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The Christian calendar has years that are 365 or 366 days long. It is
divided into 12 months that have no relationship to the motion of the moon,
and it employs a system of weeks that group the days in sets of 7. It had
three main versions: The Roman, the Julian and the Gregorian calendars, the
difference between which lies in the way they approximate the length of the
tropical year and in their rules for approximating the occurrence of
THE ROMAN CALENDAR
Originally, the year started on March 1, and consisted of only 304 days or
10 months (Martius, Aprilis, Maius, Junius, Quintilis, Sextilis, September,
October, November, and December). These 304 days were followed by an unnamed and unnumbered winter period. The Roman king Numa Pompilius (c. 715-673
BC, although his historicity is disputed) allegedly introduced February and January (in that order) between December and March, increasing the length
of the year to 354 or 355 days. In 450 BC, February was moved to its current position between January and March.
In order to make up for the lack of days in a year, an extra month, Intercalaris or Mercedonius, (allegedly with 22 or 23 days) was introduced in
some years. It was the duty of the priesthood to keep track of the calendars, but they failed miserably, partly due to ignorance, partly
because they were bribed to make certain years long and others short.
Furthermore, leap years were considered unlucky and were therefore avoided
in times of crisis, such as the Second Punic War. In order to clean up this
mess, Julius Caesar made his famous calendar reform in 45 BC. "Julius Caesar
made all odd numbered months 31 days long, and all even numbered months 30
days long (with February having 29 days in non-leap years). In 44 BC
Quintilis was renamed 'Julius' (July) in honor of Julius Caesar, and in 8 BC
Sextilis became 'Augustus' in honor of emperor Augustus. When Augustus had a
month named after him, he presumably wanted his month to be a full 31 days
long, so he removed a day from February and shifted the length of the other
months so that August would have 31 days. This fact, however, is not
confirmed, and could be a fabrication dating back to the 14th century.
THE JULIAN CALENDAR
It was introduced by Julius Caesar in 45 BC. It was in common use until the
1500s. However, some countries (Greece and Russia, for example) used it well
into this century. In the Julian calendar, the tropical year is approximated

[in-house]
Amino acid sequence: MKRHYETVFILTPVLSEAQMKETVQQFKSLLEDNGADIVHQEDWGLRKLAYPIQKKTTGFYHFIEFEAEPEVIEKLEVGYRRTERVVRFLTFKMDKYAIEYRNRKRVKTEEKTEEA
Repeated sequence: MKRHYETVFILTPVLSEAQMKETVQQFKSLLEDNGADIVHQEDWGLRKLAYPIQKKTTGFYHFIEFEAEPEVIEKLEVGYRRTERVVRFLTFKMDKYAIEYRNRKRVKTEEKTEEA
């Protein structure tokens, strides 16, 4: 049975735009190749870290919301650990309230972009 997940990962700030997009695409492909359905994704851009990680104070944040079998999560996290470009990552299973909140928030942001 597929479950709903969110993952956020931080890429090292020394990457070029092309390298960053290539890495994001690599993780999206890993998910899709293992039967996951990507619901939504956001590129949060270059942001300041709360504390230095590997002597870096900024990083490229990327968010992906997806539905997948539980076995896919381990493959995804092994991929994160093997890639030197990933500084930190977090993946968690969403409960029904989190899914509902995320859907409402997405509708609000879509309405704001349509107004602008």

as 365.25 days. This gives an error of 1 day in approximately 128 years. The
approximation 365 1/4 is achieved by having 1leap year every 4 years.
Furthermore, the way it calculated the Easter occurrence was inaccurate, it
had to be refined depending on the fact that most felt that 21 March was the
proper day for vernal equinox (because 21 March was the date for vernal
equinox during the Council of Nicaea in AD 325). The Gregorian calendar was
therefore calibrated to make that day vernal equinox. By 1582 vernal equinox
had moved (1582-325)/128 days = approximately 10 days backwards. So 10 days had to be dropped. This change in sequence of the calendar is known in
Islam as intercalation, which is prohibited to do for any reason.
THE GREGORIAN CALENDAR
The Gregorian calendar is commonly used today by the non-Muslims. Pope
Gregory XIII adopted it in accordance with instructions from the Council of
Trent (1545-1563). In the Gregorian calendar, the tropical year is
approximated as 365 97/400 days = 365.2425 days. Thus it takes approximately 3300 years for the tropical year to shift one day with respect to the
Gregorian calendar. The approximation 365 97/400 is achieved by having 97
leap years every 400 years.
In the Gregorian calendar, every year divisible by 4 is a leap year. Also,
every year divisible by 100 is not a leap year, but every year divisible by
400 is a leap year. And so, 1800, 1900 and 2100 are not leap years, while
1600 and 2000 are.
WHO USES THE GREGORIAN CALENDAR?
As we mentioned above not all countries adopted this calendar, and some of
those who did, had their own changes added to it. Italy, Poland, Portugal,
and Spain adopted it and other Catholic countries followed shortly after,
but Protestant countries were reluctant to change. Later, the Orthodox
Church in Greece decided to switch to the Gregorian calendar in the 1920s,
but they tried to improve on the Gregorian leap year rules, replacing the
"divisible by 400" rule.
Thus the beginning of their calendar is still different from the rest of the
Christian world. In an attempt to unify their Christmas and Easter
celebrations, both churches tried to change both Calendars. The meeting
happened in Aleppo, Syria (5-10 March 1997), organized by the World Council
of Churches and the Middle East Council of Churches, Representatives of
several churches and Christian world communions suggested that the
discrepancies between Easter calculations could be resolved by adopting calculations of the vernal equinox and the full moon. This new method for
calculating Easter should take effect from the year 2001.
The attached link reflects other efforts at dating how many day's in a year. After reviewing might I sugest you present to your family what you saw
here and let us all know there response.